The new titanium Stage Storm King is a monster of an adventure gravel bike, and one fit for a king. Developed to tackle any terrain with giant tires either 650B or 700c, the new Storm King is the latest in premium adventure bikes to blur that thin line between gravel, monstercross & dropbar mountain bikes…

Sage Storm King titanium fat-tire adventure gravel bike

Sage Storm King ti gravel bike, US-made titanium fat-tire premium bikepacking adventure gravel bike
c. Sage

Built to fit rubber up to 650b x 2.4″ (61mm) or 700c x 50mm (effectively a 2″ wide 29er MTB tire), the all-new Sage Storm King is all about opening up more places to ride a gravel bike. Much like the same massive tire option in the recent Open WiDe, this is a new norm in adventure riding where classically technical singletrack is just as much fair game as any gravel road.

Sage Storm King ti gravel bike, US-made titanium fat-tire premium bikepacking adventure gravel bike

But while many gravel riders look to premium carbon bikes for the lightest builds, this Sage offers the inherent durability & forgiving ride of titanium with little weight penalty. And when open-ended adventure is on the horizon, it’s hard to argue the benefits of a US-made ti bike that still sells for about the same price as carbon competitors.

Sage Storm King adventure-ready titanium

Sage Storm King ti gravel bike, US-made titanium fat-tire premium bikepacking adventure gravel bike

Beyond fat gravel and even mountain bike tire compatibility, the ti Storm King is ready for adventure riding with a full set of frame bosses for bottles & bags, low-key fender mounts, and even a dropper post.

Sage Storm King ti gravel bike, US-made titanium fat-tire premium bikepacking adventure gravel bike

The bi-ovalized 3/2.5 titanium Storm King features classic external downtube shift routing with a patented modular clip-on touch that will even route electronic wires internal, and can be set up with 1x gravel drivetrains or even a road compact double. The bike also gets internal rear brake & dropper routing in the downtube to make bikepacking bag installation smooth. It features Boost rear spacing, flat mount disc brakes, a threaded BB, straight 44mm headtube for tapered steerers, and

Storm King geometry

Sage Storm King ti gravel bike, US-made titanium fat-tire premium bikepacking adventure gravel bike geometry

Adventure geometry is said to lean towards “rock-gobbling” to match the massive tire clearance, and is meant to be comfortable for long days of technical riding. That is said to make for something a bit slacker than a gravel race bike. But available in seven stock sizes, it still centers around a quick feeling 72° head angle & ~73° seat angle on top of its big tires (just a half a degree slacker than Sage’s gravel Barlow.)

Storm King pricing & availability

Sage Storm King ti gravel bike, US-made titanium fat-tire premium bikepacking adventure gravel bike

The US-made titanium Storm King is undoubtedly a premium gravel bike. But with prices starting at $3200 for a frame-only ($3960 with a Enve G-Series fork & Chris King headset), it is surprisingly not much more than than a top-end carbon adventure bike.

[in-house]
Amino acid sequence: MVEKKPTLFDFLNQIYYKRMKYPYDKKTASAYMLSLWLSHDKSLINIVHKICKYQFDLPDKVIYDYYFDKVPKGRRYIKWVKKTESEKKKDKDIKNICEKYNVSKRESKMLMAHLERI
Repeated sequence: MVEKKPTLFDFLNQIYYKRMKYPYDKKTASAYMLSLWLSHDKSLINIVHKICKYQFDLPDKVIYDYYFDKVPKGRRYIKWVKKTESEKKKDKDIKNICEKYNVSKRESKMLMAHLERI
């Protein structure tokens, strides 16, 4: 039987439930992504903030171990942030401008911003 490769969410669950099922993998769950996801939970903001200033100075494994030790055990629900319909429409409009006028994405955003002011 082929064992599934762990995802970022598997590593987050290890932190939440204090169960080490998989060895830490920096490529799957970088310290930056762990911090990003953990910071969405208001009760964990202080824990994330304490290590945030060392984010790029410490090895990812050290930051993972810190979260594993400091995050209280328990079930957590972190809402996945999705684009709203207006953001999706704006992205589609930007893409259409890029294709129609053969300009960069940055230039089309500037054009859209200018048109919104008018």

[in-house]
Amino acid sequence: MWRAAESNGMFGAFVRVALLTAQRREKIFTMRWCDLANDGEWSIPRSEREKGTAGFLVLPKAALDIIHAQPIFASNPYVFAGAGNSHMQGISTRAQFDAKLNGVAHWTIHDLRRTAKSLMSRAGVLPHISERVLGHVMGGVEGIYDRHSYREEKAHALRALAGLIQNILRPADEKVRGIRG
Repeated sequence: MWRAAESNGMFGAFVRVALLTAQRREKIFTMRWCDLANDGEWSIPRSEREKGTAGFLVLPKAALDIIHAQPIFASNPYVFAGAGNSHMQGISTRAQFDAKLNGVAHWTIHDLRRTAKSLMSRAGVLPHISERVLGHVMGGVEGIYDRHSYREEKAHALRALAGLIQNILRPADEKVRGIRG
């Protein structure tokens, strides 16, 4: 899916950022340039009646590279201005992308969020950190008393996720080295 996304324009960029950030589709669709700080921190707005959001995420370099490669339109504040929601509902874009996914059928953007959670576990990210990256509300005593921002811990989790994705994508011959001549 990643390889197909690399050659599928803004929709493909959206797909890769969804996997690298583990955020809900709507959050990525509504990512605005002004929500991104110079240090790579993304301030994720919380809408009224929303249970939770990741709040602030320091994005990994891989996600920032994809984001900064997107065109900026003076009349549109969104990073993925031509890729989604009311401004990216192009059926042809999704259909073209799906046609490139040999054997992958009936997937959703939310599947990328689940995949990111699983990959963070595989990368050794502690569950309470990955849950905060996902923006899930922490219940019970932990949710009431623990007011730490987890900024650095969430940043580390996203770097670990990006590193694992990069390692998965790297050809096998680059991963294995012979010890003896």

Sage Storm King ti gravel bike, US-made titanium fat-tire premium bikepacking adventure gravel bike

Complete Storm Kings are also available now, but get pretty expensive, pretty fast. We’ve been told that some complete bikes will be offered from just $7500, but the standard GRX builds on Sage’s online bike builder are all over $9k.

Sage Storm King ti gravel bike, US-made titanium fat-tire premium bikepacking adventure gravel bike

Standard Sage ti bikes come in a raw ti finish with ten logo color options, but custom finishes are always possible, too. This lovely custom painted purple Storm King quickly brings the price up to $15,000 with a mechanical GRX 1x group, a PNW dropper & color-match Enve carbon wheels, cockpit & even a customized Brooks saddle.

SageTitanium.com

8 COMMENTS

  1. I don’t understand why manufacturers go to the trouble of setting up beautiful, super-clean internal cable routing; but then leave bare derailleur inner wire exposed underneath the chainstay, where it will quickly be contaminated in any kind of off road, bad weather riding.

    • People have been doing this on mountain bike seat stays and chain stays for decades. There is also exposed cable on all mechanical rear derailleurs where the pinch bolt is. As long as your running stainless steel cables you should be able to get a year in between cable changes.

    • The reason I think is clearance between housing and tire or chainring. If the stays are manipulated enough, they may have decided it’s cleaner to avoid placing 3 zip tie guides to keep the housing clear of other stuff.

      There’s not much to worry about in regards to contamination since high quality cable kits generally include sealed ferrules.

  2. Well, if someone’s going to spend that much money, makes more sense to spend it on an indestructible frame. Carbon just doesn’t have the durability that an off-road bike demands.

    • Carbon doesn’t have the durability that off-road demands? …Pardon while I spray coffee all over the place laughing my @ss off!!! What planet do you live on, Bizarro World?

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